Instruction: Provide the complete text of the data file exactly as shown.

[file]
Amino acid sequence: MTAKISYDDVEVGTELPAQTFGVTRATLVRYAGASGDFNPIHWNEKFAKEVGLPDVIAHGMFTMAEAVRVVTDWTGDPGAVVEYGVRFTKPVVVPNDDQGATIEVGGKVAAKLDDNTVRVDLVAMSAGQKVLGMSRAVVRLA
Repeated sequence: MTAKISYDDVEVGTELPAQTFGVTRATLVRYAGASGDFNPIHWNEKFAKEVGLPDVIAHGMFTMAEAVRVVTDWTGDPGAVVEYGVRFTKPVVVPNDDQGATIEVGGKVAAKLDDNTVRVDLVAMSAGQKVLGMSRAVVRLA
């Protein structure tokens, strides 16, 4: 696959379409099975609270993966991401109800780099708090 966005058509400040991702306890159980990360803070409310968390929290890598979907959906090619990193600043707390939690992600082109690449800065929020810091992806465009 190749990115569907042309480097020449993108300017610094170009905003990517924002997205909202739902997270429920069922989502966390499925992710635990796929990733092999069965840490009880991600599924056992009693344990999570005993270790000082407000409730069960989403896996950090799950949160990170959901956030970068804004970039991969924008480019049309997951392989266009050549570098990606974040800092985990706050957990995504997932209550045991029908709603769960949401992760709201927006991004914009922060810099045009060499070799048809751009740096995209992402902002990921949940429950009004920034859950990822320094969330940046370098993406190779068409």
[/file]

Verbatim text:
Amino acid sequence: MTAKISYDDVEVGTELPAQTFGVTRATLVRYAGASGDFNPIHWNEKFAKEVGLPDVIAHGMFTMAEAVRVVTDWTGDPGAVVEYGVRFTKPVVVPNDDQGATIEVGGKVAAKLDDNTVRVDLVAMSAGQKVLGMSRAVVRLA
Repeated sequence: MTAKISYDDVEVGTELPAQTFGVTRATLVRYAGASGDFNPIHWNEKFAKEVGLPDVIAHGMFTMAEAVRVVTDWTGDPGAVVEYGVRFTKPVVVPNDDQGATIEVGGKVAAKLDDNTVRVDLVAMSAGQKVLGMSRAVVRLA
């Protein structure tokens, strides 16, 4: 696959379409099975609270993966991401109800780099708090 966005058509400040991702306890159980990360803070409310968390929290890598979907959906090619990193600043707390939690992600082109690449800065929020810091992806465009 190749990115569907042309480097020449993108300017610094170009905003990517924002997205909202739902997270429920069922989502966390499925992710635990796929990733092999069965840490009880991600599924056992009693344990999570005993270790000082407000409730069960989403896996950090799950949160990170959901956030970068804004970039991969924008480019049309997951392989266009050549570098990606974040800092985990706050957990995504997932209550045991029908709603769960949401992760709201927006991004914009922060810099045009060499070799048809751009740096995209992402902002990921949940429950009004920034859950990822320094969330940046370098993406190779068409």